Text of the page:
Sunday, October 30, 2005


It’s been a little over two months since I’ve done any newsletters or any more refugee stories. I had a great break – there was some quality time with family and some friends. Some connections were also made, linking up what I’m doing on the refugee camp and in Kassoa with some people and organizations in the U.S.A. I had a break, and accomplished a lot, both personally and related to my work here in Ghana.

I’ve been back a little over two weeks now. And it’s been an emotional roller coaster of a time. It’s contained one of the things that continually draws me back to work in West Africa – the extremes. There are wonderful moments where you feel on top of the world and that everything is going as it should. Then, maybe five minutes later, maybe the next day – but you can be sure it will be sometime – the “lowest of lows” comes.

Some of you will remember me talking in the past of Abbie – the young woman (24 yrs.) with cancer. She’s the one who came from Liberia because she was told that they couldn’t treat her there and she needed to go outside for treatment. An SMA priest (now in the U.S.) who has seen her grow up helped her to come to Ghana for her care. He also played a huge role in raising the funds needed for Abbie to have her operation, radiotherapy and chemotherapy, because the United Nations High Commission for Refugees (UNHCR) would not help her since she was not a registered refugee – she had only come for medical treatment (which she’d been sent for since she couldn’t receive it where she was). I helped on this end by raising a few funds, by getting to know Abbie and helping to be sure that funds were available so her treatments could take place as scheduled.

In the past year and a half I’ve come to know this sweet, intelligent young woman. She has a beautiful heart and I’ve been blessed to have come to know her during the time I’ve been here. She finished her last round of chemo shortly after I left for my break in the U.S. Not long after that, though, she started to experience pain again. My colleagues kept me informed via email and were able to advance some money so she could be examined again, take more x-rays and an ultra sound. She was told she needed at least 6 more rounds of chemo at a cost of more than 4 times what it had been for the past year!

A couple days after I returned to Ghana I received a call from Abbie. I hadn’t gotten completely unpacked or organized and caught up yet, so hadn’t yet been out to visit people. She was in tears on the phone, begged me to come. When I arrived the tears were continuing – I’ve learned she’s been in tears and pain for the past month. She has two large pear sized lumps growing from just in front of her armpit and her breast is swollen and red. We immediately made plans to go the following day to the doctor who had been treating her.

The doctor turned out to be . . . ah . . . not the most cooperative, to put it nicely. So from him we went across town to the doctor who had performed her surgery upon her arrival last year and then referred her to the other doctor for her treatments. This doctor was able to provide me with much more information. Her cancer is called Rhabdomyosarcoma and it’s pretty severe. In addition, the cancer has spread into her breast – so her next surgery will require removing her right breast. She needs an operation and treatment as soon as possible. This doctor said that if he had a choice she would go for treatment somewhere outside of Ghana – somewhere in the ‘west’ – meaning U.S., Europe, etc. He doesn’t hold high hopes for her, unless she can get her treatment managed elsewhere.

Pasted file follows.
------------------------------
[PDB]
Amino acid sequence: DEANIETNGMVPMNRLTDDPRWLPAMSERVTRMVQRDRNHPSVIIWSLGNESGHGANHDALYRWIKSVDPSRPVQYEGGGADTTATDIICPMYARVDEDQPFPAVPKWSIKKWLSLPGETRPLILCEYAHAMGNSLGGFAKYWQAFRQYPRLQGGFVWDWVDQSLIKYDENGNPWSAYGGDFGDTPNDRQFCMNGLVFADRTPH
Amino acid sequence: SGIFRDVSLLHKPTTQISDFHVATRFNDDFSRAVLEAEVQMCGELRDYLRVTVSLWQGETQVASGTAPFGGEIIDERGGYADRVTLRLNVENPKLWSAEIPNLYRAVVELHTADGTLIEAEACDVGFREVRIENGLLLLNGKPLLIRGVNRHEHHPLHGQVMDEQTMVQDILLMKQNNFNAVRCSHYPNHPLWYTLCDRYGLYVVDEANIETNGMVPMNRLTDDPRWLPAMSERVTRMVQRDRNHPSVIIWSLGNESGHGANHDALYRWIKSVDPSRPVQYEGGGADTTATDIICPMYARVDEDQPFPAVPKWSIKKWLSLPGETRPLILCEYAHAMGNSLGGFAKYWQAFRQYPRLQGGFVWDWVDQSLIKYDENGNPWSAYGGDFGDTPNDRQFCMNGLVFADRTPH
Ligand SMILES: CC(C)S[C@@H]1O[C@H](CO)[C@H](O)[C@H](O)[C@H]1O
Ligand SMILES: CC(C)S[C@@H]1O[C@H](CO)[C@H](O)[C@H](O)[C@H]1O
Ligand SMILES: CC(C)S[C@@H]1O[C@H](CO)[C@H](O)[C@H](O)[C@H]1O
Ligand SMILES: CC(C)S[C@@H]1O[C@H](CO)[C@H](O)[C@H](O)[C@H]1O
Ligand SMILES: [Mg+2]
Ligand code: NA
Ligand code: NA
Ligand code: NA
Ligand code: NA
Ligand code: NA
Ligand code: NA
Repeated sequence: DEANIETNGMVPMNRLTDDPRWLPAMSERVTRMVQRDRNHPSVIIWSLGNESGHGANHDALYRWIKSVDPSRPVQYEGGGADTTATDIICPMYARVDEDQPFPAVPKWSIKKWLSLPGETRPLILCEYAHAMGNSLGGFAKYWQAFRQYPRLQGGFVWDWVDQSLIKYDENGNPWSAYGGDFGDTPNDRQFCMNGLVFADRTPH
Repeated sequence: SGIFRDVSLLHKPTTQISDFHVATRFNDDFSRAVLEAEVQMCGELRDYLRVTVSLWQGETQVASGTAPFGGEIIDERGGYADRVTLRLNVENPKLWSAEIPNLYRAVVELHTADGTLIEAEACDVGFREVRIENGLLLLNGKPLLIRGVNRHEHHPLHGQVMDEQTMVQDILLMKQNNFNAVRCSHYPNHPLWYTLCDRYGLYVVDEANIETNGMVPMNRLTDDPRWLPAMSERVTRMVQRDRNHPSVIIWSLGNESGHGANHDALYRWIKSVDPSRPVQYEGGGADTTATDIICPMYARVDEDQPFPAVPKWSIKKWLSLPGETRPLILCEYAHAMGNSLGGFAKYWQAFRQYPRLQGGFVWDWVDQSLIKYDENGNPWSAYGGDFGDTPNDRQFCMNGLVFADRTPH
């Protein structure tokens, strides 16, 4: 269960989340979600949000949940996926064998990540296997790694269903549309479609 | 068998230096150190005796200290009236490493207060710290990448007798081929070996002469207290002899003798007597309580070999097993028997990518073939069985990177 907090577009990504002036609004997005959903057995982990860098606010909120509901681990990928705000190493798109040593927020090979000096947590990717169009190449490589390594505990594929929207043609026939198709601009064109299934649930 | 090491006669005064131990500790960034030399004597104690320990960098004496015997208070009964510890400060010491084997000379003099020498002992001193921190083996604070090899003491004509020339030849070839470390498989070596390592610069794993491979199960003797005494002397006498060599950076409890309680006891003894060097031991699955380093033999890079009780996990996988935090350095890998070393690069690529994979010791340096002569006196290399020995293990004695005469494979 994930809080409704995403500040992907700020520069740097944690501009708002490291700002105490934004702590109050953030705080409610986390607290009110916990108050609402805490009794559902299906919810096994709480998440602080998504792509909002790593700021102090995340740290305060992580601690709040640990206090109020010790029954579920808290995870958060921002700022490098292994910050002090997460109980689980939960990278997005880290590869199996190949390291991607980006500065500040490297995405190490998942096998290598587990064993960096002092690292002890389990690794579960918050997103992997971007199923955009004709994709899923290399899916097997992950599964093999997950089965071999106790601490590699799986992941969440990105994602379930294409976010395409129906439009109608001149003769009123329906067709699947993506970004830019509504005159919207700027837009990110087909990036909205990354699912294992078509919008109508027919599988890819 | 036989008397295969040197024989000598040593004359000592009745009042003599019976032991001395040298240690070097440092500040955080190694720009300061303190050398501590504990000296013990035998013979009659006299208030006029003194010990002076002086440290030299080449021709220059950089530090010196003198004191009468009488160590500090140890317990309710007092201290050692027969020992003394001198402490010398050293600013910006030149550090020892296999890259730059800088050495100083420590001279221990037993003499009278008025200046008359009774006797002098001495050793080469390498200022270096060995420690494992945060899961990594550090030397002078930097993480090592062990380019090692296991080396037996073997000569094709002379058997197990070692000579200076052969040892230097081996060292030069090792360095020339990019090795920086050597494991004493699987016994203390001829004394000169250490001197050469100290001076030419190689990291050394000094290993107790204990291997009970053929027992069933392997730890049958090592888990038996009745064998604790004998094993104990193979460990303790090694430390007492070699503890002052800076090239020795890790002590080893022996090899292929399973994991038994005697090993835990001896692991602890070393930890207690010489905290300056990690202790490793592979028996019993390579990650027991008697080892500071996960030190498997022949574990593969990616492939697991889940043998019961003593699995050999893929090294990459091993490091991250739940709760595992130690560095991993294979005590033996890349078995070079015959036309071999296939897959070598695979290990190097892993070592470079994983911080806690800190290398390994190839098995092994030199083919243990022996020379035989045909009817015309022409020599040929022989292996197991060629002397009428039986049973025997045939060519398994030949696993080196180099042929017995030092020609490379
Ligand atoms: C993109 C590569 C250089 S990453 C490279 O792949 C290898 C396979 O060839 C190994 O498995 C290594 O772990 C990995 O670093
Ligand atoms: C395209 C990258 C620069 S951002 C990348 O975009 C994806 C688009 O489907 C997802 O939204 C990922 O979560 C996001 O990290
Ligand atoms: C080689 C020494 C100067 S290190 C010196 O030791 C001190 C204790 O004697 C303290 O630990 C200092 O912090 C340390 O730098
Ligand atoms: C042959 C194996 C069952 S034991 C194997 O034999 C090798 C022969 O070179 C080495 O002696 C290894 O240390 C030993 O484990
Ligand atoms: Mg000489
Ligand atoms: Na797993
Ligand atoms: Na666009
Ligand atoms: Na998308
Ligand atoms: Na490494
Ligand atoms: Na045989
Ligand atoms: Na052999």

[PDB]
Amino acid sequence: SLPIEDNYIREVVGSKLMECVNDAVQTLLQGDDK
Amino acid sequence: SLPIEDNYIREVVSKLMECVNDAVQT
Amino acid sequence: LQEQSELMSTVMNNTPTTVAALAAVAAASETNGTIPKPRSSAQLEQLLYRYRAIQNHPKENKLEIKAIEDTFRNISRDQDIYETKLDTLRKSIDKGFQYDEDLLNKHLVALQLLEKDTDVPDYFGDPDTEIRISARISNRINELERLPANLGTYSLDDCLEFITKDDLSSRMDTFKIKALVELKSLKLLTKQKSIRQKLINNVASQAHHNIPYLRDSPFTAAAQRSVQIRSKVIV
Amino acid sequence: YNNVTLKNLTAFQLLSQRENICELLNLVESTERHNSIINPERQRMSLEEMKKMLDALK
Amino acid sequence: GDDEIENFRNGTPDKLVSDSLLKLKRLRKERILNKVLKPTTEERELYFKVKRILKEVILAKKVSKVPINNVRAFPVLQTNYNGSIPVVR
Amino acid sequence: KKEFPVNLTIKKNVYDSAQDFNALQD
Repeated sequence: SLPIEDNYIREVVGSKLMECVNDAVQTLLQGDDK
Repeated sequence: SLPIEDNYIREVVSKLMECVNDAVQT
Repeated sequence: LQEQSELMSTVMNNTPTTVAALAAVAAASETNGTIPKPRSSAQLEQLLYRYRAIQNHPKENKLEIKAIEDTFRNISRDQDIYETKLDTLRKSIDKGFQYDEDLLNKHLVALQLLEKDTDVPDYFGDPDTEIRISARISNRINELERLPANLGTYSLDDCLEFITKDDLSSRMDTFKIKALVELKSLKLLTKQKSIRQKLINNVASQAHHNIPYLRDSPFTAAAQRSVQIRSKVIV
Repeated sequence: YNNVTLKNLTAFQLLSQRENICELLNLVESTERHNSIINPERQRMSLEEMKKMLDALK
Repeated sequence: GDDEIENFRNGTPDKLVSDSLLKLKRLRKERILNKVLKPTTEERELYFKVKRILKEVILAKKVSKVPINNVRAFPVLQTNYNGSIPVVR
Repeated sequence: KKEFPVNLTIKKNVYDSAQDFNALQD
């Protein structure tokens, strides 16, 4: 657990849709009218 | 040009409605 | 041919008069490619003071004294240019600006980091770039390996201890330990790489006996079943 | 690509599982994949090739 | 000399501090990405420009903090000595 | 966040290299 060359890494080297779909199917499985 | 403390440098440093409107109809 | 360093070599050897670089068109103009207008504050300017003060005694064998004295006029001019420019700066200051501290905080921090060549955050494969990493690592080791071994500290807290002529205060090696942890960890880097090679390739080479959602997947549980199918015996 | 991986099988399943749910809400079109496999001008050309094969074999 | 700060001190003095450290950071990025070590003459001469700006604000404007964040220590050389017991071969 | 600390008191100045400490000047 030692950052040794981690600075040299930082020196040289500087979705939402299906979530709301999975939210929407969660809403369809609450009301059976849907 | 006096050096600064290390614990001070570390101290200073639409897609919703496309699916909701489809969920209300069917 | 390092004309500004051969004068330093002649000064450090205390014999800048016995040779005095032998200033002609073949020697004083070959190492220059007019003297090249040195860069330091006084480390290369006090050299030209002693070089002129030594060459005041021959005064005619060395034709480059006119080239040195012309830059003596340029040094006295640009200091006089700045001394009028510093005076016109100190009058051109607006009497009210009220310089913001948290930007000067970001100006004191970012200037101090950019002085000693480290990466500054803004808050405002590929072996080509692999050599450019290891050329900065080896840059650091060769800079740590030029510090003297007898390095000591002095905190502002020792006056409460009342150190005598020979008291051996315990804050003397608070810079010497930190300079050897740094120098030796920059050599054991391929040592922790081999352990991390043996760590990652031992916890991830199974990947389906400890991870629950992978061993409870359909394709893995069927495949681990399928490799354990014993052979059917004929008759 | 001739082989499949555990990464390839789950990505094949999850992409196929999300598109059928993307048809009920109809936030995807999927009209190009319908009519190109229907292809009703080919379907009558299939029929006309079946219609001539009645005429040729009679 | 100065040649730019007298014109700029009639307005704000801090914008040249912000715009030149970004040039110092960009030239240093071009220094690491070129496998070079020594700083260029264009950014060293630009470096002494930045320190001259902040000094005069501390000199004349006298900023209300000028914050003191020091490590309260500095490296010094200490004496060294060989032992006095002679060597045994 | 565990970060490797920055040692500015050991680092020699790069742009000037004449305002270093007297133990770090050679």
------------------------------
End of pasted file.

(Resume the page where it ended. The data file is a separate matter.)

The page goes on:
So, we’re trying to see how to go about that – any suggestions anyone has will be greatly appreciated. We have been up and down to Accra and the different doctors getting documentation of her condition and the treatments she’s received in the past. Meanwhile, even when money comes available to pursue treatment here, it’s questionable what good will come from that, other than a prolongation of her suffering.

Prayer is a part of our lives here. I’m not out there ‘evangelizing/bible banging/etc.’ as missionaries are pictured to do. People have heard of the Bible, of Jesus, of God and are trying to have their faith as they are feeling called to do it. The Society of African Missions (SMA – the missionary organization I’m with) reaches out to people of Africa and African decent who are among the most abandoned, such as Abbie, people with disabilities, street children, orphans, homeless, refugees, people with leprosy, and some of the poorest of the poor. Actions show love more loudly than words – however, they do go hand and hand. I’ve not experienced as intensely this combination of action and prayer as I have with Abbie in the past couple of weeks. As I’ve said – for over a month she’s been in constant tears and pain, unable to sleep or do much else. When I’m with her, the times she stops crying and becomes calm are the times we stop and pray, asking God to give us the strength, understanding, trust and wisdom needed. We remind ourselves that, even though we don’t understand the reasons, He doesn’t give us more than we can handle, and He is with us through it. It’s about trust.


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